Even before the ruinous prostitution scandal involving New York Governor Eliot Spitzer hit full force last week, pundits had churned out chapter and verse analyzing why this talented and high-achieving man would squander his political capital and leadership potential so recklessly. (Spitzer’s resignation is official today.)
Most of the explanations were trite: “naked hubris”; “power corrupts”; “just plain stupid,” and on.) But David Brooks of the New York Times takes a deeper consideration of why the most talented and successful among us, those who achieve “Bigness,” sometimes behave very badly.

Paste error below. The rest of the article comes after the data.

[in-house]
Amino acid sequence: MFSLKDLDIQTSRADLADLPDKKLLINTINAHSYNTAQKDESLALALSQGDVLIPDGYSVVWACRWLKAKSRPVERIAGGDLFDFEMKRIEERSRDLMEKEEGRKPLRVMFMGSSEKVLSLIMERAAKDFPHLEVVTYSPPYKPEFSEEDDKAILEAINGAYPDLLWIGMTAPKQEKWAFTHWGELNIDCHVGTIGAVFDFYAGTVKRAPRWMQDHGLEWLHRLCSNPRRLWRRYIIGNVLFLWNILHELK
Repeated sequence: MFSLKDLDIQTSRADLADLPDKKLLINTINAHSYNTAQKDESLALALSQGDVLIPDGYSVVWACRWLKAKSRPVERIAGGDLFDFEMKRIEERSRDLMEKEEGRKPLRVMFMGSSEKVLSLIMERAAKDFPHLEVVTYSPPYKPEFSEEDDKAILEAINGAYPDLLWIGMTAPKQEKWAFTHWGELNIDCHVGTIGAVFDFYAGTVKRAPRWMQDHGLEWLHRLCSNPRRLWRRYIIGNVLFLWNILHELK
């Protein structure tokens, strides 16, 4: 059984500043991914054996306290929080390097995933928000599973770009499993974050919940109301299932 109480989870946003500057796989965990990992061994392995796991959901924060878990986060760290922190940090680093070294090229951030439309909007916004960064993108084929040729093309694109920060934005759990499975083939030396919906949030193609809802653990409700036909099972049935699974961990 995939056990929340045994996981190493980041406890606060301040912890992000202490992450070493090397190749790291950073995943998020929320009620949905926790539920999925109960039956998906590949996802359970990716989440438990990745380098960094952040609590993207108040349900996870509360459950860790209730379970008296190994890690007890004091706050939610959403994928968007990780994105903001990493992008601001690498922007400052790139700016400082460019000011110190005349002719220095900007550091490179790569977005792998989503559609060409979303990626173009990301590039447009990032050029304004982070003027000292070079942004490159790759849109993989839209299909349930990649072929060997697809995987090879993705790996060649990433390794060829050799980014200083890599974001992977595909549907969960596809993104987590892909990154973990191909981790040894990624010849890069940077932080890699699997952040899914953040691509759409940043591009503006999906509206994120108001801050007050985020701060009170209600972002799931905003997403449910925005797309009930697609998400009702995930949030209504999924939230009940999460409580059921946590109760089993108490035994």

…our social structure seems to produce significant numbers of people with rank-link imbalances. That is to say, they have all of the social skills required to improve their social rank, but none of the social skills that lead to genuine bonding. They are good at vertical relationships with mentors and bosses, but bad at horizontal relationships with friends and lovers.